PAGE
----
We began the Year of Consecrated Life last week by introducing Rejoice, a letter to consecrated men and women based on the teachings of Pope Francis. This week, we draw from the same letter, this time quoting Pope Francis from his celebration of Vespers with the Community of Camaldolese Benedictine Nuns in November 2013.  Its Marian theme is especially timely during this week in which we celebrate the Solemnity of the Immaculate Conception of the Blessed Virgin Mary and its "waiting" theme is especially timely during this second week of Advent.

"At the foot of the cross, Mary is at the same time the woman of sorrow and of watchful expectation of a mystery far greater than sorrow, which is about to be fulfilled.  It seemed that everything had come to an end; every hope could be said to have been extinguished. She too, at that moment, remembering the promises of the Annunciation could have said: They did not come true, I was deceived.  But she did not say this.  And so she who was blessed because she believe, sees blossom from her faith a new future and awaits God's tomorrow with expectation.  At times I think: Do we know how to wait for God's tomorrow?  Or do we want it today?  For her the tomorrow of God is the dawn of Easter morning, the dawn of the first day of the week.  It would do us good to think, in contemplation, of the embrace of mother and son.  The single lamp lit at the tomb of Jesus is the hope of the mother, which in that moment is the hope of all humanity.  I ask myself and I ask you: Is this lamp still alight in monasteries?  In your monasteries are you waiting for God's tomorrow?"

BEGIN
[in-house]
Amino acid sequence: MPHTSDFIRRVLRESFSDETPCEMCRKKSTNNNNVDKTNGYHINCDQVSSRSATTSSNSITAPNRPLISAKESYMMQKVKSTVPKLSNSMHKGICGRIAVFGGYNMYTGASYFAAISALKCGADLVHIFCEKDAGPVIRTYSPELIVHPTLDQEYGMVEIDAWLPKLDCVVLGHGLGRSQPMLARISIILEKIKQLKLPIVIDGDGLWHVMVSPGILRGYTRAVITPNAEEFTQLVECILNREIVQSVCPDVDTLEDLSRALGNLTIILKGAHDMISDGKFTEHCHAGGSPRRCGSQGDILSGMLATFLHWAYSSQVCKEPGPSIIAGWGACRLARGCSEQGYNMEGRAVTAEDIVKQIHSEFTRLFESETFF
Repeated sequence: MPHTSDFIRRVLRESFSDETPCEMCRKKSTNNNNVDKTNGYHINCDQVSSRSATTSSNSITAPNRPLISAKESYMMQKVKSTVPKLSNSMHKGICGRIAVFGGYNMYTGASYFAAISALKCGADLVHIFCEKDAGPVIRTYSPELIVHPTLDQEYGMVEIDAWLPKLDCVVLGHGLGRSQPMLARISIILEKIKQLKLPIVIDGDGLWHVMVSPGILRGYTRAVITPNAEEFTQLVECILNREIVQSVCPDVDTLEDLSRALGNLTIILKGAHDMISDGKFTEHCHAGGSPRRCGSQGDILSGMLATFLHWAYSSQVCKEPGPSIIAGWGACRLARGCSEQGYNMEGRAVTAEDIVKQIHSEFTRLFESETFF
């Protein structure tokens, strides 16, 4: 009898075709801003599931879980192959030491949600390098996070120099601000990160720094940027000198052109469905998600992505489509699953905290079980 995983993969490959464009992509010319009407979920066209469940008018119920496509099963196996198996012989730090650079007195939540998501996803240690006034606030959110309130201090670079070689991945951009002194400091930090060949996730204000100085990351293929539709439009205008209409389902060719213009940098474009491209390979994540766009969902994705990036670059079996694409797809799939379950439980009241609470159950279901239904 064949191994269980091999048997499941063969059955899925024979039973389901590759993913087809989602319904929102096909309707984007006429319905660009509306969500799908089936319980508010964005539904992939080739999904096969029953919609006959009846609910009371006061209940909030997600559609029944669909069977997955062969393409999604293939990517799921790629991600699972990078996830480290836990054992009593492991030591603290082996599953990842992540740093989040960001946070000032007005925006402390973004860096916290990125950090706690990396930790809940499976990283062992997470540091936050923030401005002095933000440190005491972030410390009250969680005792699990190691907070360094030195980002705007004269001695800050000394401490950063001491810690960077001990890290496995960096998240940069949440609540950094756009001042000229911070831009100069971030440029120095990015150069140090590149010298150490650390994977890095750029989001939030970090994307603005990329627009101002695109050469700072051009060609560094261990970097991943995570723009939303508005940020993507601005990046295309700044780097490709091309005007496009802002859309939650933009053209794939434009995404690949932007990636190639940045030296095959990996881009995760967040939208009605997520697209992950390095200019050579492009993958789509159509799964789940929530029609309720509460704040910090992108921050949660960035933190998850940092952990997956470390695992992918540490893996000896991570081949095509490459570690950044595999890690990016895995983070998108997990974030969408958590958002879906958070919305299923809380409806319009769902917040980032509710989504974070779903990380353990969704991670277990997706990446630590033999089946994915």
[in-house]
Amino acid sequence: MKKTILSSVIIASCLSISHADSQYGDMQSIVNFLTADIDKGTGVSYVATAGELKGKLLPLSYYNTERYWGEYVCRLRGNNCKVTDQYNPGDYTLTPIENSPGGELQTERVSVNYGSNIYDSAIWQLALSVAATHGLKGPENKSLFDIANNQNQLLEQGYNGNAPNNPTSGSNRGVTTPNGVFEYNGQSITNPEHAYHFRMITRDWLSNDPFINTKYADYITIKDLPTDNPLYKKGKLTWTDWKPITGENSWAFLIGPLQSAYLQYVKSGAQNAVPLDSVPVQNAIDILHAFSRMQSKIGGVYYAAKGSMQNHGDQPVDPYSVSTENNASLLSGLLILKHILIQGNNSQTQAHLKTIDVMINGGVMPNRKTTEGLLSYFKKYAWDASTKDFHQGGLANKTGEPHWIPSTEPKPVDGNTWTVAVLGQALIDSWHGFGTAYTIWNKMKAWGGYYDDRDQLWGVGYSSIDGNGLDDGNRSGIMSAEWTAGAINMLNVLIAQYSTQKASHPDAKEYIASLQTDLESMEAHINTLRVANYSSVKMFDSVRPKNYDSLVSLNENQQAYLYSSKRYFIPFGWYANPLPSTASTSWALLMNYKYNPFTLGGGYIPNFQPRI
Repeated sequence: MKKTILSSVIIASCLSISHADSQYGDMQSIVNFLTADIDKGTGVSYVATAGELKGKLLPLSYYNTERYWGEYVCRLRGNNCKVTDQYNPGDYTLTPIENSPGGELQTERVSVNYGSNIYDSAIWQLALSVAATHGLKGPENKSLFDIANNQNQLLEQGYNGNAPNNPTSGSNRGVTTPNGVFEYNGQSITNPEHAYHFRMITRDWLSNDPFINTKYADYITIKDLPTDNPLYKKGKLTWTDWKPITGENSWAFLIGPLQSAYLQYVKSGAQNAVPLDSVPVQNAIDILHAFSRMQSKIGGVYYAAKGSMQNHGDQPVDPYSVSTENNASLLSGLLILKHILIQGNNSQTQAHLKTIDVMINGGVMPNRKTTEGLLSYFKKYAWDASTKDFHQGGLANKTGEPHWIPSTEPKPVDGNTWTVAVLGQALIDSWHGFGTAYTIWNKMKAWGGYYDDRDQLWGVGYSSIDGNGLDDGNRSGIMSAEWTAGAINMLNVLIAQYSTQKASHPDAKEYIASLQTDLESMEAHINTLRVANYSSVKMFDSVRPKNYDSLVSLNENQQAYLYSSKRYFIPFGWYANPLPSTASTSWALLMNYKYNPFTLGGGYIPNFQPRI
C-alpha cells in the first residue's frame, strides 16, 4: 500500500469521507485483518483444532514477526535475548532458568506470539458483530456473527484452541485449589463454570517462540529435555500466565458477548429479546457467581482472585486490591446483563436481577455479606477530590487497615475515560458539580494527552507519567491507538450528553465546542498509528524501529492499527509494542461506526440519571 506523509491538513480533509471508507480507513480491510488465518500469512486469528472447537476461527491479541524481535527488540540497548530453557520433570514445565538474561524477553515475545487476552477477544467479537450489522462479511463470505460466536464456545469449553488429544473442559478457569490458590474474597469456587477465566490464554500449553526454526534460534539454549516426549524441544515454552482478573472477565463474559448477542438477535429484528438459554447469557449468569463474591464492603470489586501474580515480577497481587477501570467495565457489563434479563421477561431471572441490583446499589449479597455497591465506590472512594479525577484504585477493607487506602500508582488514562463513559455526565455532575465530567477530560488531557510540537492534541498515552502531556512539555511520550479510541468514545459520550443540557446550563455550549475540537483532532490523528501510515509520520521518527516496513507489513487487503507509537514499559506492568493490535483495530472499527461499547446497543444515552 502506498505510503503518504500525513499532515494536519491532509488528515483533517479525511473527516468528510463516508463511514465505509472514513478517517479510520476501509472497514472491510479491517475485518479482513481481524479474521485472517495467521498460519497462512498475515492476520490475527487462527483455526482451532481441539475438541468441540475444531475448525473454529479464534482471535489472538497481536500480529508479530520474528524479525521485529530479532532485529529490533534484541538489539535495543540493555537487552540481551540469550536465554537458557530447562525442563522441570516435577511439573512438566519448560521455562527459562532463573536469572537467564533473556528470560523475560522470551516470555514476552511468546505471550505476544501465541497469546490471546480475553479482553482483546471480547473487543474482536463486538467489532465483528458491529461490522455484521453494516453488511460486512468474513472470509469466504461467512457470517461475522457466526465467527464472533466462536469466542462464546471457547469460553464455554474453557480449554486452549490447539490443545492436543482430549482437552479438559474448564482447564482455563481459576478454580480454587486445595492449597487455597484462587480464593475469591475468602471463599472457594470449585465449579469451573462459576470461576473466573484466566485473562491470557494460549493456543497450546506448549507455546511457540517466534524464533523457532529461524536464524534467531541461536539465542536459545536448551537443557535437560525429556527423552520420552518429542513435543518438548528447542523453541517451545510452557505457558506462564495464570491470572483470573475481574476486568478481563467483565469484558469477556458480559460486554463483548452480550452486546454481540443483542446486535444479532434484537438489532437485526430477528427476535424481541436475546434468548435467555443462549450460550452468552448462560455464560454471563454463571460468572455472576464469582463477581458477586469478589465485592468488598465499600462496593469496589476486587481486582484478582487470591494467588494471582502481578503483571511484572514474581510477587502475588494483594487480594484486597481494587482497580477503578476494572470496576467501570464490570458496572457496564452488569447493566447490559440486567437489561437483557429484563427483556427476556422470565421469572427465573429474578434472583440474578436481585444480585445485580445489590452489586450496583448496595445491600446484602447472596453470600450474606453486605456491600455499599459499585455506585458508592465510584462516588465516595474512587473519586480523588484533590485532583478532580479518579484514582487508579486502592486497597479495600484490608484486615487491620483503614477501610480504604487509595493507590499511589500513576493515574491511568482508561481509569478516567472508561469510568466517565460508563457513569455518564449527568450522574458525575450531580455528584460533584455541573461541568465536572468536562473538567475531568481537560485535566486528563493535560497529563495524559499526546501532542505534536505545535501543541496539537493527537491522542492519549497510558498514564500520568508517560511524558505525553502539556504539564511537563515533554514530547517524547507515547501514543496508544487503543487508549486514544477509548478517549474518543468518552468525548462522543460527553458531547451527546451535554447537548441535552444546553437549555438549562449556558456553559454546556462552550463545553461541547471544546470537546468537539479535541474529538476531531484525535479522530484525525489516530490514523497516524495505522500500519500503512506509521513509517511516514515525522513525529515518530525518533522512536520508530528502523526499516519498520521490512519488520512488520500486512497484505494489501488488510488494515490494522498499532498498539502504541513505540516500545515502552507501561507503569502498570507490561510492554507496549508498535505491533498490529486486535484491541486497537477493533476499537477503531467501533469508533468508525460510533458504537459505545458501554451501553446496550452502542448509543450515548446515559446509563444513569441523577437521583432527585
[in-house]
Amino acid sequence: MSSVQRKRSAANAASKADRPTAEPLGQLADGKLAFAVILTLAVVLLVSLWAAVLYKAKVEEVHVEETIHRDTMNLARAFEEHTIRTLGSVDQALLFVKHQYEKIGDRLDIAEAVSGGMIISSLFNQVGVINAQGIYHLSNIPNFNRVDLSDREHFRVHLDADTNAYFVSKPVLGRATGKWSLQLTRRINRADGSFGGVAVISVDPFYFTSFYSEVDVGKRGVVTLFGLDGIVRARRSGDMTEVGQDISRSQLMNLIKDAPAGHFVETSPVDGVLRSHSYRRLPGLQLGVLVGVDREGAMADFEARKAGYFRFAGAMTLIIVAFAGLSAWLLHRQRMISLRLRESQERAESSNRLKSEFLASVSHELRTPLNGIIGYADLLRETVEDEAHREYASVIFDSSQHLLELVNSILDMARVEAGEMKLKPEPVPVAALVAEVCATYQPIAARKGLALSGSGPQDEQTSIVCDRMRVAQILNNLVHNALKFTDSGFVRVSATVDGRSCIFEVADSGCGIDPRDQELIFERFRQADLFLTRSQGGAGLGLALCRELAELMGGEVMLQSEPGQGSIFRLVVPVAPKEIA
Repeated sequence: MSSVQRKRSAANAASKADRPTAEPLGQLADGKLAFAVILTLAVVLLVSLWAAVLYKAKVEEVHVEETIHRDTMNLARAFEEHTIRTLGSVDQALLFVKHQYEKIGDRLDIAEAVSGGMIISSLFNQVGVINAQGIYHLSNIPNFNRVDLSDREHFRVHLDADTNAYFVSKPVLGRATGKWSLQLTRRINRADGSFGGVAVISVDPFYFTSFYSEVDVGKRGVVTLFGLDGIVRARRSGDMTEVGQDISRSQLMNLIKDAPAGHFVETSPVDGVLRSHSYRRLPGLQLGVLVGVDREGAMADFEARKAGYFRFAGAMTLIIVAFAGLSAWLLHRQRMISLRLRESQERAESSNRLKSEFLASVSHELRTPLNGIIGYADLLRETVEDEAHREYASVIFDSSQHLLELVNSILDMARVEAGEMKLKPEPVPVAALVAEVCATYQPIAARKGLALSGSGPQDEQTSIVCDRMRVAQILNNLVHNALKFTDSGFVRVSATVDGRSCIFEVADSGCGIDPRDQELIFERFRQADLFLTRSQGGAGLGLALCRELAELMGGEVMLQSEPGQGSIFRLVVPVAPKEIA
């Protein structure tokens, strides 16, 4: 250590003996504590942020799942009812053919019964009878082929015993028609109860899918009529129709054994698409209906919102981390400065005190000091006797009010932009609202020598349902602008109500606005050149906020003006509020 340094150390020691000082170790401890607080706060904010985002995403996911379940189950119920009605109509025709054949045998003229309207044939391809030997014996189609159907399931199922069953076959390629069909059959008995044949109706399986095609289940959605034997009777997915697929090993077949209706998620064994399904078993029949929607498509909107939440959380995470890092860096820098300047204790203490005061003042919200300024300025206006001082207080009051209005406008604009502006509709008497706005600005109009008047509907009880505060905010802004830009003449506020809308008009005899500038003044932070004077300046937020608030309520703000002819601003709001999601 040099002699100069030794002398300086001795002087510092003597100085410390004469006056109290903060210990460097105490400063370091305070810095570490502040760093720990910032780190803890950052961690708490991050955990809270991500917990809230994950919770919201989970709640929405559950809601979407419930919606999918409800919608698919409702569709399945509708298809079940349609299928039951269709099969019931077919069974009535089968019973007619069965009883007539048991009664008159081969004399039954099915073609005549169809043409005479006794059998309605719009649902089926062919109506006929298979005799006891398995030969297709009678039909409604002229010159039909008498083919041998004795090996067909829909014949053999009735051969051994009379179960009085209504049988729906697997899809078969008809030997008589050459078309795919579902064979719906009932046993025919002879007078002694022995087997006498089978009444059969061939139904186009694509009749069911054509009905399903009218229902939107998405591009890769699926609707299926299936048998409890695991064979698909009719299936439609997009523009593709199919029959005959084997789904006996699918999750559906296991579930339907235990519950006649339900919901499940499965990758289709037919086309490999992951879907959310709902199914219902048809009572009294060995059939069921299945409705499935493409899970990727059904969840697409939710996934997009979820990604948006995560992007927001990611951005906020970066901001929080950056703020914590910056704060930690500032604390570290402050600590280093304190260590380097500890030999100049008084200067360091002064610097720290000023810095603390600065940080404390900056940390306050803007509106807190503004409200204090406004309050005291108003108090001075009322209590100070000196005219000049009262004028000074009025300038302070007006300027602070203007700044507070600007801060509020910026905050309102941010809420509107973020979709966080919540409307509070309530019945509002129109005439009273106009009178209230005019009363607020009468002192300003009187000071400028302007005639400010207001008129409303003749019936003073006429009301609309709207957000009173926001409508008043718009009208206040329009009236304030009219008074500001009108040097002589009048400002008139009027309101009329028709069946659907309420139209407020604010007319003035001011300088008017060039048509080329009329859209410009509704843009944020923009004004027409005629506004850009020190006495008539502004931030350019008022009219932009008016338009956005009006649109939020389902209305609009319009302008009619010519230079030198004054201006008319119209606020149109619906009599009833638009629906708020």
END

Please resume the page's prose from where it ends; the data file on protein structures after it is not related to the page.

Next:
Friday, December 5, 2014

Ebola and Poverty

In the November 17 issue of America, Michael Rozier, SJ writes:  "Our instinct is to overlook the social and environmental influences on health and focus on personal behavior and medical care. We like to blame either the individual (typically for chronic diseases like diabetes or obesity) or the micro-organism (tuberculosis or Ebola). But we fail to appreciate how involved we all are -- how responsible we are -- for the social conditions that foster disease along the way."

His article, "Behind the Headlines: Ebola and the magnifying power of poverty," invites us to look beyond the "powerful narrative" of the sensational media coverage by looking at the poverty and political instability that gives the virus its true power.   His article, available here, is well worth your time.  It would also be good to remember in prayer those individuals, families and communities who continue to be devastated by Ebola, which -- according to Rozier -- will "extend longer than our attention span."

Wednesday, December 3, 2014

JPIC Advent Calendar

Thank you to the Sisters of Charity of St. Elizabeth for sharing their calendar containing brief and meaningful suggestions for Advent.  Click here to access the file or here to go to the Sisters of Charity site, click on the "Peace, Justice and Earth" tab, then "Advent Calendar." 

(An example of the suggestions on the calendar for December 3:  Feast of St. Francis Xavier, nameday of Mother Xavier - Pope Francis says “Pastoral ministry in a missionary key seeks to abandon the complacent attitude that says: 'We have always done it this way.'” Do I hear a call in these words?)